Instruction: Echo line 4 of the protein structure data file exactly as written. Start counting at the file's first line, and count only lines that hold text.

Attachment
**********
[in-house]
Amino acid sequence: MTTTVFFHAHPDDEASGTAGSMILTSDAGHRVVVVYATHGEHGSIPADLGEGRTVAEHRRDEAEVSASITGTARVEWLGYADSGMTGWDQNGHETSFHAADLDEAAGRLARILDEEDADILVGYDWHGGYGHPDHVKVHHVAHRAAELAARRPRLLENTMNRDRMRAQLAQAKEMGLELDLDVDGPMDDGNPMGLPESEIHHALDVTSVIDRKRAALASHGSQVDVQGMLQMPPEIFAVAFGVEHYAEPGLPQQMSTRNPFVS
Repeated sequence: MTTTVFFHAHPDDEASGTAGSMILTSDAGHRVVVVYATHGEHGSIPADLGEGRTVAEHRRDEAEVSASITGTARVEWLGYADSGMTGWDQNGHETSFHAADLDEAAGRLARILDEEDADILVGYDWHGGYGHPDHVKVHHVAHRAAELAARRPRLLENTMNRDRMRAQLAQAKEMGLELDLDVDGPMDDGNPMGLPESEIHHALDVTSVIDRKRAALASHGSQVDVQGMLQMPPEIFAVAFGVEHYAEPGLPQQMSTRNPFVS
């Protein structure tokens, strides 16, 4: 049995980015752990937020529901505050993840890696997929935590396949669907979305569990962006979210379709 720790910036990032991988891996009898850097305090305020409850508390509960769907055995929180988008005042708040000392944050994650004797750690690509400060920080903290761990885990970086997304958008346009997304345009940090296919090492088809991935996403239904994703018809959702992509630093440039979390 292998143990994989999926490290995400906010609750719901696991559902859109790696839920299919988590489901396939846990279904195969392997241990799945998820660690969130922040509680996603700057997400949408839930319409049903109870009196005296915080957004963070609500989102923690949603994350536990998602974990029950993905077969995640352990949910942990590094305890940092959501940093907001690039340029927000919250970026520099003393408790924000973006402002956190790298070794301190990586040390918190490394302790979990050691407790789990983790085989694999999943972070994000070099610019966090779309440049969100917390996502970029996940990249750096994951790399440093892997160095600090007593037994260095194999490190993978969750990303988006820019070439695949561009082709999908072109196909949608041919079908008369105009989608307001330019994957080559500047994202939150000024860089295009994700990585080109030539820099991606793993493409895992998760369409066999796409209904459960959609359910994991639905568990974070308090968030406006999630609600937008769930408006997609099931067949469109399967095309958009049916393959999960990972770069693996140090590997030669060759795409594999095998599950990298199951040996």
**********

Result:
């Protein structure tokens, strides 16, 4: 049995980015752990937020529901505050993840890696997929935590396949669907979305569990962006979210379709 720790910036990032991988891996009898850097305090305020409850508390509960769907055995929180988008005042708040000392944050994650004797750690690509400060920080903290761990885990970086997304958008346009997304345009940090296919090492088809991935996403239904994703018809959702992509630093440039979390 292998143990994989999926490290995400906010609750719901696991559902859109790696839920299919988590489901396939846990279904195969392997241990799945998820660690969130922040509680996603700057997400949408839930319409049903109870009196005296915080957004963070609500989102923690949603994350536990998602974990029950993905077969995640352990949910942990590094305890940092959501940093907001690039340029927000919250970026520099003393408790924000973006402002956190790298070794301190990586040390918190490394302790979990050691407790789990983790085989694999999943972070994000070099610019966090779309440049969100917390996502970029996940990249750096994951790399440093892997160095600090007593037994260095194999490190993978969750990303988006820019070439695949561009082709999908072109196909949608041919079908008369105009989608307001330019994957080559500047994202939150000024860089295009994700990585080109030539820099991606793993493409895992998760369409066999796409209904459960959609359910994991639905568990974070308090968030406006999630609600937008769930408006997609099931067949469109399967095309958009049916393959999960990972770069693996140090590997030669060759795409594999095998599950990298199951040996």